Electrosensitivity is an alleged energy allergy — a painful, enervating reaction to electromagnetic fields and radiation. It is the basis for paranoia particularly about the health effects of Wi-Fi networks, power lines, and cell phones — fears that top the charts of human irrationality.
Many EMS believers emphatically assert that sources of radiation cause them immediate, acute discomfort — and there’s little doubt that they are suffering, but it is either an unrelated medical condition and/or psychosomatic.1 There are many alternative explanations for their experiences. Nocebo — suffering from belief, and the opposite of a placebo — is a surprisingy potent phenomenon.2 And it’s also probably possible for pain to be a learned response to specific stimuli.3
Of course, there are also many people who believe in electrosensitivity without suffering serious symptoms. They worry about it, and use it a scapegoat for a wide range of health problems without, but it’s not at the epicentre of disabling chronic illness.
Electrosensitivity has been thoroughly debunked, but most effectively by a group of electrosensitives who claimed to be tortured by a radio tower… that had been switched off for six weeks.”4
Not that electrosensitives are above believing that they can be afflicted by inert equipment! A massage therapist I know described a client who not only refused an electric heating pad, but didn’t even want to be close to the unplugged device. This isn’t a garden variety silly belief: it’s a total logical meltdown. If people could actually be so sensitive to electromagnetic fields that they could be hexed by a heating pad’s vibes (let alone an unplugged one), none of them would last a day anywhere in the modern world. It would be an electrosensitive holocaust. They’d vanish in a poof of oversensitive smoke, moths flying into a bonfire!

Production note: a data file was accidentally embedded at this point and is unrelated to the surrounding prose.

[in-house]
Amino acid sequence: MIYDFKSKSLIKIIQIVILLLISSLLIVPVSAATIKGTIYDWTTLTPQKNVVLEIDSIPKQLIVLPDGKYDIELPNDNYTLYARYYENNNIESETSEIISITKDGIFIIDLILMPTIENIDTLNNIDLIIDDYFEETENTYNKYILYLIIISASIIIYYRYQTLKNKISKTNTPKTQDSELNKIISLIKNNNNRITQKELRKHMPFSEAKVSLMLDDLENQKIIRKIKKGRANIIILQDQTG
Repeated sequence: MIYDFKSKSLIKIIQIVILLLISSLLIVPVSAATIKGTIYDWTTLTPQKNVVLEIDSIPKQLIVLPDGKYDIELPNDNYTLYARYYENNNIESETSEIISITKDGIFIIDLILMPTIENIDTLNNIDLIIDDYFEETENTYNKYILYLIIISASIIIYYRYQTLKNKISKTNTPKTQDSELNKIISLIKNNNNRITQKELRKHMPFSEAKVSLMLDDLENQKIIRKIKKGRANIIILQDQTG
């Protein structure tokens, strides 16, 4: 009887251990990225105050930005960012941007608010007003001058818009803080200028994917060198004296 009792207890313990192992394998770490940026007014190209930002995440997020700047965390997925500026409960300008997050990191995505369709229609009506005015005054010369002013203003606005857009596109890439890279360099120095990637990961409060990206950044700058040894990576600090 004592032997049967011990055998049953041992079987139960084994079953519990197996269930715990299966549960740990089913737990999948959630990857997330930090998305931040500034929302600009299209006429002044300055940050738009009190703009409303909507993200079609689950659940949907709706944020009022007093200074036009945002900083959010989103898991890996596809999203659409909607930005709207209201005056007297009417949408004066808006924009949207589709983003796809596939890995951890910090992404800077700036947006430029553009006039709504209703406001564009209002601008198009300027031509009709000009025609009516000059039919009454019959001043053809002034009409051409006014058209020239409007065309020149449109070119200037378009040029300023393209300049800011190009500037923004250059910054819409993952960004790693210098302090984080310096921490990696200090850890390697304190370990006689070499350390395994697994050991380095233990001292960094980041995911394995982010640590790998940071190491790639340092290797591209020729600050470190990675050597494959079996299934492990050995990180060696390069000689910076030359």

Meanwhile, ironically, some people believe in magnetic therapy and pay good money to zap themselves with transcutaneous electrical nerve stimulation (TENS) machines and lasers! All forms of radiation, of course. People are weird.
A couple of EMS-inspired lawsuits have both failed, one of them because the judge was convinced that EMS is nonsense (while the other was more of a dismissal based on a technicality).
This topic is tangentially related to massage therapy because so many massage therapists believe are keen on healing with life energy. Therapeutic touch is hands-off aura massage, actual touch not included. It is the main example of so-called “energy medicine” and a close cousin of Japanese reiki. It is naked quackery. Auras do not exist and cannot be felt, let alone manipulated therapeutically. See The Myth of Healing Hands for more about that.
Belief in an organizing biological force may be bogus, but it’s easy to see how it almost requires belief in disorganizing forces — bad vibes! Most people who believe that you can heal people by manipulating their chakras also believe that artificial radiation is disruptive. And so a lot of massage therapists believe they are electrosensitives — both positively and negatively — and are actively spreading fear, uncertainty, and doubt about artificial energy.
Closely related: cell phones and cancer
There’s also strong overlap between electronsensitivity paranoia and the fear that cell phones cause cancer. It’s likely that a very high percentage of electrosensitives also believe that EM fields and radiation will cause cancer. Dr. Steven Novella summarizes the issue expertly:
Cell phones are an increasingly common tool of modern society. It is certainly necessary and valid to carefully study their safety and monitor for possible adverse health outcomes from their regular use. I am reassured by the current evidence, however, that there is no large risk from cell phones. There is either no risk or a very small long term risk.